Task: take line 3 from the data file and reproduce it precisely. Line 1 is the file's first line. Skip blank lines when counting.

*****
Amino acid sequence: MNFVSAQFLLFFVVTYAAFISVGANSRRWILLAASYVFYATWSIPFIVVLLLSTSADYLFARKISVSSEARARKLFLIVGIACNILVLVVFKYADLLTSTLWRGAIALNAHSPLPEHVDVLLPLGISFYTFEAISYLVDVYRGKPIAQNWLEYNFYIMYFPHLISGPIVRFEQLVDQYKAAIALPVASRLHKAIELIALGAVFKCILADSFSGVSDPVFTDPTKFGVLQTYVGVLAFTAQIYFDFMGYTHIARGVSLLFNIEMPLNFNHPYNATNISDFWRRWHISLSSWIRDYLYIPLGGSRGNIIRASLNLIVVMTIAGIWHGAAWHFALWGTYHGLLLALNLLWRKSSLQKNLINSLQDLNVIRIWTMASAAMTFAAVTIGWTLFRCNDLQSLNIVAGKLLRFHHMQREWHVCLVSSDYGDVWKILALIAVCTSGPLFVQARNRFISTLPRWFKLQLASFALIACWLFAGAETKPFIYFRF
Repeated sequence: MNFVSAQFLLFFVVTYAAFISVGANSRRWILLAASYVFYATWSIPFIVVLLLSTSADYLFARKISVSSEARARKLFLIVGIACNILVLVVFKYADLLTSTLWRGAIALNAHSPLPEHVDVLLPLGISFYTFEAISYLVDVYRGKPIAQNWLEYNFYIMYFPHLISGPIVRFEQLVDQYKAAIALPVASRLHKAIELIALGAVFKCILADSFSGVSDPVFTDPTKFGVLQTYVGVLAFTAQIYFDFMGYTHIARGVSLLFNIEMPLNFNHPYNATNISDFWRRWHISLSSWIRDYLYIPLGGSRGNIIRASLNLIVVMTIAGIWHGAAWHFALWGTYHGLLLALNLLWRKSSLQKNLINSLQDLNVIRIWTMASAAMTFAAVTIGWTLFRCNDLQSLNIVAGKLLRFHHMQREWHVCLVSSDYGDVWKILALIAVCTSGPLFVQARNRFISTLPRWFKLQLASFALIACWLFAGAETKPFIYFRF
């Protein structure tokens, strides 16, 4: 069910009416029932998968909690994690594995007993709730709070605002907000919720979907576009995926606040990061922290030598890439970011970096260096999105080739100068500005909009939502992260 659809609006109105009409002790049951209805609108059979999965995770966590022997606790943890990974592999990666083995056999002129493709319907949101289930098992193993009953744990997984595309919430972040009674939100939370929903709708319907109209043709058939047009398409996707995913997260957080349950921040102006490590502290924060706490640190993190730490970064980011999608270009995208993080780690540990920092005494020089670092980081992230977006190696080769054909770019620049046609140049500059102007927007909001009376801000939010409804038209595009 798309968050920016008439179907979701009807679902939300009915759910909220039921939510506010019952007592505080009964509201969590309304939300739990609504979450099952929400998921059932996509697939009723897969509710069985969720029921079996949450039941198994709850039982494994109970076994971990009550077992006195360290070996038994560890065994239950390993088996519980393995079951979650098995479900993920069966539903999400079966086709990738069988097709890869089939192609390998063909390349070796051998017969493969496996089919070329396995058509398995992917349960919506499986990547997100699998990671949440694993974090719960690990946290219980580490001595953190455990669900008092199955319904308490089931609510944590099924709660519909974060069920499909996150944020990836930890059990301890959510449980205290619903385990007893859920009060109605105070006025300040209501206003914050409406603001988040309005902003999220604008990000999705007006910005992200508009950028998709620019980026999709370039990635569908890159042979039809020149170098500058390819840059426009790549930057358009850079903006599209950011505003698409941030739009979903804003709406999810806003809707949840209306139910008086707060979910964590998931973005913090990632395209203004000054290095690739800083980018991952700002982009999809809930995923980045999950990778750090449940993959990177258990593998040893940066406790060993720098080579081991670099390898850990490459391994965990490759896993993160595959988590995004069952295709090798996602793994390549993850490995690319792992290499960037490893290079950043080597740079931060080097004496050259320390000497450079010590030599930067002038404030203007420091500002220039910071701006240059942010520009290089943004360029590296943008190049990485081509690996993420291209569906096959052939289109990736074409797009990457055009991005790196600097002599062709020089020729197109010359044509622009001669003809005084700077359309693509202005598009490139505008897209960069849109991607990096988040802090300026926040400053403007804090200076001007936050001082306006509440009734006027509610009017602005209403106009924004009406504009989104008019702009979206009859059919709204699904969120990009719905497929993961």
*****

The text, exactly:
């Protein structure tokens, strides 16, 4: 069910009416029932998968909690994690594995007993709730709070605002907000919720979907576009995926606040990061922290030598890439970011970096260096999105080739100068500005909009939502992260 659809609006109105009409002790049951209805609108059979999965995770966590022997606790943890990974592999990666083995056999002129493709319907949101289930098992193993009953744990997984595309919430972040009674939100939370929903709708319907109209043709058939047009398409996707995913997260957080349950921040102006490590502290924060706490640190993190730490970064980011999608270009995208993080780690540990920092005494020089670092980081992230977006190696080769054909770019620049046609140049500059102007927007909001009376801000939010409804038209595009 798309968050920016008439179907979701009807679902939300009915759910909220039921939510506010019952007592505080009964509201969590309304939300739990609504979450099952929400998921059932996509697939009723897969509710069985969720029921079996949450039941198994709850039982494994109970076994971990009550077992006195360290070996038994560890065994239950390993088996519980393995079951979650098995479900993920069966539903999400079966086709990738069988097709890869089939192609390998063909390349070796051998017969493969496996089919070329396995058509398995992917349960919506499986990547997100699998990671949440694993974090719960690990946290219980580490001595953190455990669900008092199955319904308490089931609510944590099924709660519909974060069920499909996150944020990836930890059990301890959510449980205290619903385990007893859920009060109605105070006025300040209501206003914050409406603001988040309005902003999220604008990000999705007006910005992200508009950028998709620019980026999709370039990635569908890159042979039809020149170098500058390819840059426009790549930057358009850079903006599209950011505003698409941030739009979903804003709406999810806003809707949840209306139910008086707060979910964590998931973005913090990632395209203004000054290095690739800083980018991952700002982009999809809930995923980045999950990778750090449940993959990177258990593998040893940066406790060993720098080579081991670099390898850990490459391994965990490759896993993160595959988590995004069952295709090798996602793994390549993850490995690319792992290499960037490893290079950043080597740079931060080097004496050259320390000497450079010590030599930067002038404030203007420091500002220039910071701006240059942010520009290089943004360029590296943008190049990485081509690996993420291209569906096959052939289109990736074409797009990457055009991005790196600097002599062709020089020729197109010359044509622009001669003809005084700077359309693509202005598009490139505008897209960069849109991607990096988040802090300026926040400053403007804090200076001007936050001082306006509440009734006027509610009017602005209403106009924004009406504009989104008019702009979206009859059919709204699904969120990009719905497929993961």